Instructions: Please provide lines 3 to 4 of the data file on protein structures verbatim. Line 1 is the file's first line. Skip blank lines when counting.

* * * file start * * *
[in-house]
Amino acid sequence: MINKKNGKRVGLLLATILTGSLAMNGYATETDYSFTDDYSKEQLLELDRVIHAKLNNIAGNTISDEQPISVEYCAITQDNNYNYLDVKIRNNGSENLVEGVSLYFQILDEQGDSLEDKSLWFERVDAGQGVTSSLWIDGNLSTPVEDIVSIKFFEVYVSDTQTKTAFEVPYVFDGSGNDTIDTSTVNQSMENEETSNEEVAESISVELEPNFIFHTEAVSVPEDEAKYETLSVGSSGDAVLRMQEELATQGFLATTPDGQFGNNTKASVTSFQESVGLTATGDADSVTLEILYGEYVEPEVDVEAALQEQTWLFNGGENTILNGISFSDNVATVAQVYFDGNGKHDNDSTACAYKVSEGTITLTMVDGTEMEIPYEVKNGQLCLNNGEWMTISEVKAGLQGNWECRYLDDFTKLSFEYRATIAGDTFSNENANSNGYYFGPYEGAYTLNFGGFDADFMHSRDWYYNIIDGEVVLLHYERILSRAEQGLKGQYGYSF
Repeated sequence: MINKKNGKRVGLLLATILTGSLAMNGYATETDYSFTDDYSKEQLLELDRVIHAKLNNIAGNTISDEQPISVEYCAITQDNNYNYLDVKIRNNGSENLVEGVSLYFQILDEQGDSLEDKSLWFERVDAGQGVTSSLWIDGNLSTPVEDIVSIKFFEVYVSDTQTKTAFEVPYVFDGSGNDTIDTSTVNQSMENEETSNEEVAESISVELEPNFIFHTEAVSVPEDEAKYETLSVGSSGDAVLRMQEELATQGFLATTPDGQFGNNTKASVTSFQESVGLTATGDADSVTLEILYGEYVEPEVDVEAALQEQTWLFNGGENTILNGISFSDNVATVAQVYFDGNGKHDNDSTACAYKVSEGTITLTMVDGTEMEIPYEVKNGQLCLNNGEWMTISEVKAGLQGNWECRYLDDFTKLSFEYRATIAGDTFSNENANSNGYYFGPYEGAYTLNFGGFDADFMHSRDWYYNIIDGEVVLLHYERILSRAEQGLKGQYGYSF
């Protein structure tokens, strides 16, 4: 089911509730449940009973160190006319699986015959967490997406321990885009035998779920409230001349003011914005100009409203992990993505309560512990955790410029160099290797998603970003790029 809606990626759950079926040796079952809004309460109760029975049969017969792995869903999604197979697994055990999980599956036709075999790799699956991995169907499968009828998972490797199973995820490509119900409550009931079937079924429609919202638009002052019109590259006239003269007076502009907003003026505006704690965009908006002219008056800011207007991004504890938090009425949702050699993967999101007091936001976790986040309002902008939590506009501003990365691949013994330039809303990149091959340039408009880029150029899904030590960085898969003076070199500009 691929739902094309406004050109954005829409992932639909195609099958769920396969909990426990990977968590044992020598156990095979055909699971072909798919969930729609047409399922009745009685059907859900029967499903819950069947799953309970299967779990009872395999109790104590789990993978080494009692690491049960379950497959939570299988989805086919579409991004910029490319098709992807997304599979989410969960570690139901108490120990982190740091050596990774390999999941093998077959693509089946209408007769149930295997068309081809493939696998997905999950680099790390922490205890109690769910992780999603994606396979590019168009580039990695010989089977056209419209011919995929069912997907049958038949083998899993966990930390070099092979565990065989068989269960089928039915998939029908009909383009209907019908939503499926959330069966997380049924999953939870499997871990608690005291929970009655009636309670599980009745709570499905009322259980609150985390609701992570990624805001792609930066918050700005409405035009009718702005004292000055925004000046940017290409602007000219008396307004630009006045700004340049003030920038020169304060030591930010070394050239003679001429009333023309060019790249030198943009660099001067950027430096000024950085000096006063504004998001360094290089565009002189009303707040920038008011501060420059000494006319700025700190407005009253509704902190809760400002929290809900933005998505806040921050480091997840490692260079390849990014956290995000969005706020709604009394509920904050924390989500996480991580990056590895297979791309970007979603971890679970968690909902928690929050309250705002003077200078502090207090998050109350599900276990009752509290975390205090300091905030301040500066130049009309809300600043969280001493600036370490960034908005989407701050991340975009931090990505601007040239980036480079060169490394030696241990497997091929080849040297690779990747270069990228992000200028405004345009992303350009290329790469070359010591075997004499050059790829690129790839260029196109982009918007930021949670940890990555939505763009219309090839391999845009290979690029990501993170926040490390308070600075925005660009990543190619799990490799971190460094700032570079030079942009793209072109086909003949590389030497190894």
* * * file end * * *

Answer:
Repeated sequence: MINKKNGKRVGLLLATILTGSLAMNGYATETDYSFTDDYSKEQLLELDRVIHAKLNNIAGNTISDEQPISVEYCAITQDNNYNYLDVKIRNNGSENLVEGVSLYFQILDEQGDSLEDKSLWFERVDAGQGVTSSLWIDGNLSTPVEDIVSIKFFEVYVSDTQTKTAFEVPYVFDGSGNDTIDTSTVNQSMENEETSNEEVAESISVELEPNFIFHTEAVSVPEDEAKYETLSVGSSGDAVLRMQEELATQGFLATTPDGQFGNNTKASVTSFQESVGLTATGDADSVTLEILYGEYVEPEVDVEAALQEQTWLFNGGENTILNGISFSDNVATVAQVYFDGNGKHDNDSTACAYKVSEGTITLTMVDGTEMEIPYEVKNGQLCLNNGEWMTISEVKAGLQGNWECRYLDDFTKLSFEYRATIAGDTFSNENANSNGYYFGPYEGAYTLNFGGFDADFMHSRDWYYNIIDGEVVLLHYERILSRAEQGLKGQYGYSF
């Protein structure tokens, strides 16, 4: 089911509730449940009973160190006319699986015959967490997406321990885009035998779920409230001349003011914005100009409203992990993505309560512990955790410029160099290797998603970003790029 809606990626759950079926040796079952809004309460109760029975049969017969792995869903999604197979697994055990999980599956036709075999790799699956991995169907499968009828998972490797199973995820490509119900409550009931079937079924429609919202638009002052019109590259006239003269007076502009907003003026505006704690965009908006002219008056800011207007991004504890938090009425949702050699993967999101007091936001976790986040309002902008939590506009501003990365691949013994330039809303990149091959340039408009880029150029899904030590960085898969003076070199500009 691929739902094309406004050109954005829409992932639909195609099958769920396969909990426990990977968590044992020598156990095979055909699971072909798919969930729609047409399922009745009685059907859900029967499903819950069947799953309970299967779990009872395999109790104590789990993978080494009692690491049960379950497959939570299988989805086919579409991004910029490319098709992807997304599979989410969960570690139901108490120990982190740091050596990774390999999941093998077959693509089946209408007769149930295997068309081809493939696998997905999950680099790390922490205890109690769910992780999603994606396979590019168009580039990695010989089977056209419209011919995929069912997907049958038949083998899993966990930390070099092979565990065989068989269960089928039915998939029908009909383009209907019908939503499926959330069966997380049924999953939870499997871990608690005291929970009655009636309670599980009745709570499905009322259980609150985390609701992570990624805001792609930066918050700005409405035009009718702005004292000055925004000046940017290409602007000219008396307004630009006045700004340049003030920038020169304060030591930010070394050239003679001429009333023309060019790249030198943009660099001067950027430096000024950085000096006063504004998001360094290089565009002189009303707040920038008011501060420059000494006319700025700190407005009253509704902190809760400002929290809900933005998505806040921050480091997840490692260079390849990014956290995000969005706020709604009394509920904050924390989500996480991580990056590895297979791309970007979603971890679970968690909902928690929050309250705002003077200078502090207090998050109350599900276990009752509290975390205090300091905030301040500066130049009309809300600043969280001493600036370490960034908005989407701050991340975009931090990505601007040239980036480079060169490394030696241990497997091929080849040297690779990747270069990228992000200028405004345009992303350009290329790469070359010591075997004499050059790829690129790839260029196109982009918007930021949670940890990555939505763009219309090839391999845009290979690029990501993170926040490390308070600075925005660009990543190619799990490799971190460094700032570079030079942009793209072109086909003949590389030497190894």